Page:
Ph.D., Florida State University, 1995
Sexuality, Social Inequality (Gender, Race, and Class), Pedagogy
Dr. Stombler received her Ph.D. in Sociology from Florida State University in 1995 and worked as an Assistant Professor at Texas Tech University until 2000 before joining the department at GSU.
At GSU, Dr. Stombler’s focus has been on teaching. This includes teaching many undergraduates, producing textbooks, and graduate teacher training. Along with her colleagues, Dr. Stombler authored Sex Matters: The Sexuality and Society Reader, now in its fourth edition with W.W. Norton. She also is co-author (along with former graduate student, Amanda Jungels) of Focus on Social Problems: A Contemporary Reader, forthcoming with Oxford University Press. Dr. Stombler created and continues to run the Graduate Teacher Training Program in the Department of Sociology. She won her college’s Outstanding Teaching Award and the Southern Sociological Society’s Distinguished Contributions to Teaching Award.
Dr. Stombler conducted two major ethnographic projects on campus culture. The first was a three-year study of black and white fraternity little sister programs that focused on the different ways that men exploited women in these organizations and the how the women resisted exploitation (results published in Social Problems). She also analyzed how little sisters negotiated their collective sexual identity (results published in Gender & Society, and Journal of Contemporary Ethnography).
The second ethnography was a three-year study of gay fraternities. In this project (along with former graduate students King-To Yeung and Renee Wharton) she focused on how men in gay fraternities negotiated the dual identities of being gay and being Greek (results published in Social Problems). She also examined how men in gay fraternities reproduced hegemonic masculinity (results published in Gender & Society).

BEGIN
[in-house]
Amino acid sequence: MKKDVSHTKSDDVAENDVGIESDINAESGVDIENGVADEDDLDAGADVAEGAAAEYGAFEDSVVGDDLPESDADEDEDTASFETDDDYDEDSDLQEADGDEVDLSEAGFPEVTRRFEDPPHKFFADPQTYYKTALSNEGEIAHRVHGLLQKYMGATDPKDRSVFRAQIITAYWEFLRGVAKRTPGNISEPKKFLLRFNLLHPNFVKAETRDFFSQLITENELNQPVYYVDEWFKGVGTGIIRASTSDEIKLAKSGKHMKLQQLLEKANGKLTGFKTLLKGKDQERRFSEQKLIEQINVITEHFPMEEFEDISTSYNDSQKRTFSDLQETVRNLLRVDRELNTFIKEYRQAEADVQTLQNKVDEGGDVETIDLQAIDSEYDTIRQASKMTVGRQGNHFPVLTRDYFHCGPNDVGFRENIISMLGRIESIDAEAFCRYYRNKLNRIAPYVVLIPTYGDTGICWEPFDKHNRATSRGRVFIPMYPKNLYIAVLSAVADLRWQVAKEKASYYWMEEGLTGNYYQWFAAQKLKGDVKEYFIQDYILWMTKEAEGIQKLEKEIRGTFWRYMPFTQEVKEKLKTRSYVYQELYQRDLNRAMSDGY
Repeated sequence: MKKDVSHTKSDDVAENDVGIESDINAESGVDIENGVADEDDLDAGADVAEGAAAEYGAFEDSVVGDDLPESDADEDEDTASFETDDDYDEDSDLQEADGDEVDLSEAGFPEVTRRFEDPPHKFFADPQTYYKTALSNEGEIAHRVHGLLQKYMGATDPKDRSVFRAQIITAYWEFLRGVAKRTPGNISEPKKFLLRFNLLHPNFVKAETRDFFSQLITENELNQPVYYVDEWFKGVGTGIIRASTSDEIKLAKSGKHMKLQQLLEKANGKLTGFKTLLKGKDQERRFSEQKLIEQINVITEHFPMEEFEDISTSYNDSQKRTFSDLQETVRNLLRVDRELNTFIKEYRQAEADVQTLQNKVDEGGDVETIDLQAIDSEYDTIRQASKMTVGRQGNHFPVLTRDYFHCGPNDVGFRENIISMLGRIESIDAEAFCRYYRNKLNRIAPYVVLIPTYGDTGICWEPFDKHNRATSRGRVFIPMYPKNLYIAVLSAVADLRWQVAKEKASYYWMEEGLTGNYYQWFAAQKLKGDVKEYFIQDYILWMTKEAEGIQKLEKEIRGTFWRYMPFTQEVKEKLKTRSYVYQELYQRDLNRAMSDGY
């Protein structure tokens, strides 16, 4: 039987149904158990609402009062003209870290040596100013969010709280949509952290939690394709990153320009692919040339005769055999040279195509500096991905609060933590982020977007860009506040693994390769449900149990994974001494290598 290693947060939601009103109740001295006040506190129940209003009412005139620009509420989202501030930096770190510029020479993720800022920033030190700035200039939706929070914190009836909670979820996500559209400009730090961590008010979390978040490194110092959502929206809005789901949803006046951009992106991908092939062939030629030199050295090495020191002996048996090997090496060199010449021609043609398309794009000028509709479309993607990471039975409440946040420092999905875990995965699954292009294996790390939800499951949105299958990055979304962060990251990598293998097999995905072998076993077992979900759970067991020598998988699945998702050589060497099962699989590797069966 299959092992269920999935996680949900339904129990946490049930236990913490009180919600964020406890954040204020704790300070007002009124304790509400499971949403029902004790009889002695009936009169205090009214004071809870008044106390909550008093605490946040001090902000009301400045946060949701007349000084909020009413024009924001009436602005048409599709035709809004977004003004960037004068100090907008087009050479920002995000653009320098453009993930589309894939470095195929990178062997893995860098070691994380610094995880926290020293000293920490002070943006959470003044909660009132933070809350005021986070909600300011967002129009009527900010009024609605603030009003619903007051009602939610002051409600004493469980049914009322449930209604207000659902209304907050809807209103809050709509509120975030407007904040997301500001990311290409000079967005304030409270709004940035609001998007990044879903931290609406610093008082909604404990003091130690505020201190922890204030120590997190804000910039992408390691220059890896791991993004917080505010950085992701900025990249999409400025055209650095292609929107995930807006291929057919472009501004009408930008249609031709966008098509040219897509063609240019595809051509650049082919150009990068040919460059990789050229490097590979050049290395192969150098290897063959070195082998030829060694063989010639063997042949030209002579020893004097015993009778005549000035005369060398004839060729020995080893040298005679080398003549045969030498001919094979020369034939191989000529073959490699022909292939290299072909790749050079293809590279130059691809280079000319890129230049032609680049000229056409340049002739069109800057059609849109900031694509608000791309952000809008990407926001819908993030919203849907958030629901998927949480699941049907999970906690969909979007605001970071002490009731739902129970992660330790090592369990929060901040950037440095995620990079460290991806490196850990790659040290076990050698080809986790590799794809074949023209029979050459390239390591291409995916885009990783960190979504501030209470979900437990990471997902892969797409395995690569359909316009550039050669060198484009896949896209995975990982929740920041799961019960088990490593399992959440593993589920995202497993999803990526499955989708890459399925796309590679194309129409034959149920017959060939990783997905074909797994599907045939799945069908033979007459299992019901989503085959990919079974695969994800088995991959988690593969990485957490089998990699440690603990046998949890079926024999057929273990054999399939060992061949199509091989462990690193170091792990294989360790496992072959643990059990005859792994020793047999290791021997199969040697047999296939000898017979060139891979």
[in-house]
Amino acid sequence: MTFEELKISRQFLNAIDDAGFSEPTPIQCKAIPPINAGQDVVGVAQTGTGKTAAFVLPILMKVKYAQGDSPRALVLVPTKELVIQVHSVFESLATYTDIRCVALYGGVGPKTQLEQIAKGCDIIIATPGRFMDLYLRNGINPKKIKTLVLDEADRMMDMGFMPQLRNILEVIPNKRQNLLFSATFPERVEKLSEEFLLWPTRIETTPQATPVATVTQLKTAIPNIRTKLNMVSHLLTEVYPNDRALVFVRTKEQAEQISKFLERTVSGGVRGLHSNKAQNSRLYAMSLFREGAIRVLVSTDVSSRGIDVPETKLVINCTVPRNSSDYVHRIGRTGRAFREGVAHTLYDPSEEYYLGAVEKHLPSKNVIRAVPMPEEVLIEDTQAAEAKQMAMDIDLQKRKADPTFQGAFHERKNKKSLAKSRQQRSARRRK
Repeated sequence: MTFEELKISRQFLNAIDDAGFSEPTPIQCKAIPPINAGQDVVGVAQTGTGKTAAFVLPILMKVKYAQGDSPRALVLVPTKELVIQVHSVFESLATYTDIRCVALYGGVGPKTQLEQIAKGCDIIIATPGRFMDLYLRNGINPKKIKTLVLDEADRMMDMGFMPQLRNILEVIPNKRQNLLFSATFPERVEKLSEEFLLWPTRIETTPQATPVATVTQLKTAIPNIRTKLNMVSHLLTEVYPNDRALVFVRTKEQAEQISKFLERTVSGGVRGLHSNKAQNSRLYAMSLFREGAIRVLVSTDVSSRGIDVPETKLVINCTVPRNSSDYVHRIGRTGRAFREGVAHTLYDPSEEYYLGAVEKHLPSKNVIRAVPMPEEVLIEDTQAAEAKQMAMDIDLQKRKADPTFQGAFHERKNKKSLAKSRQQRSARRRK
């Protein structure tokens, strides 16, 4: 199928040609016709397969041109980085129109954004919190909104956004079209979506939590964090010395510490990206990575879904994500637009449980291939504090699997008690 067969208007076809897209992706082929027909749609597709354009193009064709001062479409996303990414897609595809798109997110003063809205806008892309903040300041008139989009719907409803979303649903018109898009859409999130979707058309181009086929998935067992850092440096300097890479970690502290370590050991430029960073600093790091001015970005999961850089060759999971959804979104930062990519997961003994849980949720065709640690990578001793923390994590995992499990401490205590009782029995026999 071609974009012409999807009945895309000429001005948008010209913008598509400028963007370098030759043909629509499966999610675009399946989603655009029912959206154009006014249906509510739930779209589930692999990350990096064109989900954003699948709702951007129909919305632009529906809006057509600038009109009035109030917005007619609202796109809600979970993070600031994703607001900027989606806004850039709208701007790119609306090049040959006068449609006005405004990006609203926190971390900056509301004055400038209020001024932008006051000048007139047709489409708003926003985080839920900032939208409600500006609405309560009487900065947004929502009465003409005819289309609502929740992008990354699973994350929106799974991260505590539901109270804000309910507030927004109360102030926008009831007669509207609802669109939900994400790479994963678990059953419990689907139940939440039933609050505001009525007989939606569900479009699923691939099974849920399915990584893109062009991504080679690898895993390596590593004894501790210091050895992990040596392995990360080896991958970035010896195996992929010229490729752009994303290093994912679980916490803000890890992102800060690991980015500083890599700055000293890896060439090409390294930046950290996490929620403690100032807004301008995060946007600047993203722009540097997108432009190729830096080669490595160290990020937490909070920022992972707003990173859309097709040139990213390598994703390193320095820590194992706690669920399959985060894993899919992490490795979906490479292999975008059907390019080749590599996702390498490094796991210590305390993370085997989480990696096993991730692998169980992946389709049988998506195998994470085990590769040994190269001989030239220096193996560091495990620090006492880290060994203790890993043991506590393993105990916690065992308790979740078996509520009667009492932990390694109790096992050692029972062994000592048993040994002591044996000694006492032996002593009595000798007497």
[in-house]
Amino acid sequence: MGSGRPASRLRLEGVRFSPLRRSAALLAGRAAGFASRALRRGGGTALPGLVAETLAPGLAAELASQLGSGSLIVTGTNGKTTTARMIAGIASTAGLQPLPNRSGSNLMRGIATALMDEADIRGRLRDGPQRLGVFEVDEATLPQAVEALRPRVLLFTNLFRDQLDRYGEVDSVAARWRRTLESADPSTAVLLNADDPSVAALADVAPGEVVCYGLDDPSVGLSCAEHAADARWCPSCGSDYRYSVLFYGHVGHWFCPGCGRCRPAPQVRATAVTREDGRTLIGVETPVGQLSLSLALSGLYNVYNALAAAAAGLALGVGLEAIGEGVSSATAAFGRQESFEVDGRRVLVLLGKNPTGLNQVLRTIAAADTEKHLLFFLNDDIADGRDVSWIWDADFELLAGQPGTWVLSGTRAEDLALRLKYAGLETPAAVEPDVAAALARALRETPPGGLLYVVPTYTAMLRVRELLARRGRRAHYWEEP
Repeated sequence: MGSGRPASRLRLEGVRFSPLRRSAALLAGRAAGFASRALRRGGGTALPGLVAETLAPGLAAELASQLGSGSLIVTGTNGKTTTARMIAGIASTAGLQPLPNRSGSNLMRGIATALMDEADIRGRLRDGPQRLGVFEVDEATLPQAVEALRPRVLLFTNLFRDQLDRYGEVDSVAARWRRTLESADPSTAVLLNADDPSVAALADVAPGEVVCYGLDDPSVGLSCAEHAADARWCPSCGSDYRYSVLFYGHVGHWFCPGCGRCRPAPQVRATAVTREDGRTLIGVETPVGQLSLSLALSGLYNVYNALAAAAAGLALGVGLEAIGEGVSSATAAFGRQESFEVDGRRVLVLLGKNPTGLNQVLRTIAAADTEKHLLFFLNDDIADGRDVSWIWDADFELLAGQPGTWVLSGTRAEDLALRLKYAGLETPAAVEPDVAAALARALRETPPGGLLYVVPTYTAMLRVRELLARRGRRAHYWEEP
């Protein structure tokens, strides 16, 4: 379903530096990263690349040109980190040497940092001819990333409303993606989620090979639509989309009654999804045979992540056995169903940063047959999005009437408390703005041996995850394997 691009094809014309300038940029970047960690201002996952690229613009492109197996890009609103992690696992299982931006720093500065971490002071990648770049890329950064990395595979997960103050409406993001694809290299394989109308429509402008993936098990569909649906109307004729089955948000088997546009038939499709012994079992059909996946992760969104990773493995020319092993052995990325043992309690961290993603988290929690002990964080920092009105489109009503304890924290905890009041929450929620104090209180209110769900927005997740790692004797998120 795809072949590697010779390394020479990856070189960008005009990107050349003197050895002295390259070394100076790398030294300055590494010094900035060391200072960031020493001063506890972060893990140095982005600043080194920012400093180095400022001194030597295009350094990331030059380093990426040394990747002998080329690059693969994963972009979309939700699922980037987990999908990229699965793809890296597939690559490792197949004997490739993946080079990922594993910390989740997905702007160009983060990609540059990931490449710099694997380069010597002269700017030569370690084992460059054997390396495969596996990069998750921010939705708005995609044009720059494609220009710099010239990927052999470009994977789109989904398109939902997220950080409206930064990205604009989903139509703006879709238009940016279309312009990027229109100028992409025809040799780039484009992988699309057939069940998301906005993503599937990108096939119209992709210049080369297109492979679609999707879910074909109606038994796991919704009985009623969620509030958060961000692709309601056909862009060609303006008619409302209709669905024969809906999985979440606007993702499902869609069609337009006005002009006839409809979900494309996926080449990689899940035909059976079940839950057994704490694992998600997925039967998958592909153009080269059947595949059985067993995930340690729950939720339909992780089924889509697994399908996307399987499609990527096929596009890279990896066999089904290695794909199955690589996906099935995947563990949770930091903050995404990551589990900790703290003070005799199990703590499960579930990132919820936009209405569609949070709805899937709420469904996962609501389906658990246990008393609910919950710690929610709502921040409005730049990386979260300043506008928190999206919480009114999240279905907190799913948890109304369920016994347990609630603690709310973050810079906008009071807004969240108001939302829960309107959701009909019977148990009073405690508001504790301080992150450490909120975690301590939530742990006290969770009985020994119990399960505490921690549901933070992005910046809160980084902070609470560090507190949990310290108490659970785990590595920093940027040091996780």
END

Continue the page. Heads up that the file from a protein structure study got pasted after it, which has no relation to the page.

Dr. Stombler recently published research (along with three former graduate students) on the unique role of Teaching Associates (advanced graduate student instructors who serve as mentors for less experienced ones) in graduate teacher training (results published in Teaching Sociology).
Her current research project involves unraveling the power dynamic embedded in the practices of oral sex, particularly cunnilingus, and connecting conceptualizations of cunnilingus to public discourse (particularly messages about oral sex sent through music and other media).
Dr. Stombler enjoys teaching courses in social problems, gender, sexuality, qualitative methods, and pedagogy. For more information see http://mindystombler.com.